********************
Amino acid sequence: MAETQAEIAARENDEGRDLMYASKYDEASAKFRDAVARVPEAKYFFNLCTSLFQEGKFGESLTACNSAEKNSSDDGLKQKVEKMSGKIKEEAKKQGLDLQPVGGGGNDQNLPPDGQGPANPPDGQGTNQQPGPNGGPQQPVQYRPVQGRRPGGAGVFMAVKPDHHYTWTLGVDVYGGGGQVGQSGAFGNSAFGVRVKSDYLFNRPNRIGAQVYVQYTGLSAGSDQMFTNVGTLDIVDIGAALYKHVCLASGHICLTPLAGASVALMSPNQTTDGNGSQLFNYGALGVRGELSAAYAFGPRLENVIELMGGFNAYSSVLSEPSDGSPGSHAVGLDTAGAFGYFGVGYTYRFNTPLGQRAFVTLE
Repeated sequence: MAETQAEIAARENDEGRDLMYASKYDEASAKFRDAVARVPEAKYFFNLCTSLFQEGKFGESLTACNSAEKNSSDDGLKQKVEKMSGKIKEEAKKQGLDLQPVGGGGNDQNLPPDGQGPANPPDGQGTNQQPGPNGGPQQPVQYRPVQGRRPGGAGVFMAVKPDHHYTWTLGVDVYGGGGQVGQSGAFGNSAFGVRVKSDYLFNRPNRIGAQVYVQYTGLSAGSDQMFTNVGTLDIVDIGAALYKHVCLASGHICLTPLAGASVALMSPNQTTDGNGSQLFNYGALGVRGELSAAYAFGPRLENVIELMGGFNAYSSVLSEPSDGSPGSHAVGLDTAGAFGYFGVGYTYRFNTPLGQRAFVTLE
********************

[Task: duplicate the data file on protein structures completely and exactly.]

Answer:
Amino acid sequence: MAETQAEIAARENDEGRDLMYASKYDEASAKFRDAVARVPEAKYFFNLCTSLFQEGKFGESLTACNSAEKNSSDDGLKQKVEKMSGKIKEEAKKQGLDLQPVGGGGNDQNLPPDGQGPANPPDGQGTNQQPGPNGGPQQPVQYRPVQGRRPGGAGVFMAVKPDHHYTWTLGVDVYGGGGQVGQSGAFGNSAFGVRVKSDYLFNRPNRIGAQVYVQYTGLSAGSDQMFTNVGTLDIVDIGAALYKHVCLASGHICLTPLAGASVALMSPNQTTDGNGSQLFNYGALGVRGELSAAYAFGPRLENVIELMGGFNAYSSVLSEPSDGSPGSHAVGLDTAGAFGYFGVGYTYRFNTPLGQRAFVTLE
Repeated sequence: MAETQAEIAARENDEGRDLMYASKYDEASAKFRDAVARVPEAKYFFNLCTSLFQEGKFGESLTACNSAEKNSSDDGLKQKVEKMSGKIKEEAKKQGLDLQPVGGGGNDQNLPPDGQGPANPPDGQGTNQQPGPNGGPQQPVQYRPVQGRRPGGAGVFMAVKPDHHYTWTLGVDVYGGGGQVGQSGAFGNSAFGVRVKSDYLFNRPNRIGAQVYVQYTGLSAGSDQMFTNVGTLDIVDIGAALYKHVCLASGHICLTPLAGASVALMSPNQTTDGNGSQLFNYGALGVRGELSAAYAFGPRLENVIELMGGFNAYSSVLSEPSDGSPGSHAVGLDTAGAFGYFGVGYTYRFNTPLGQRAFVTLE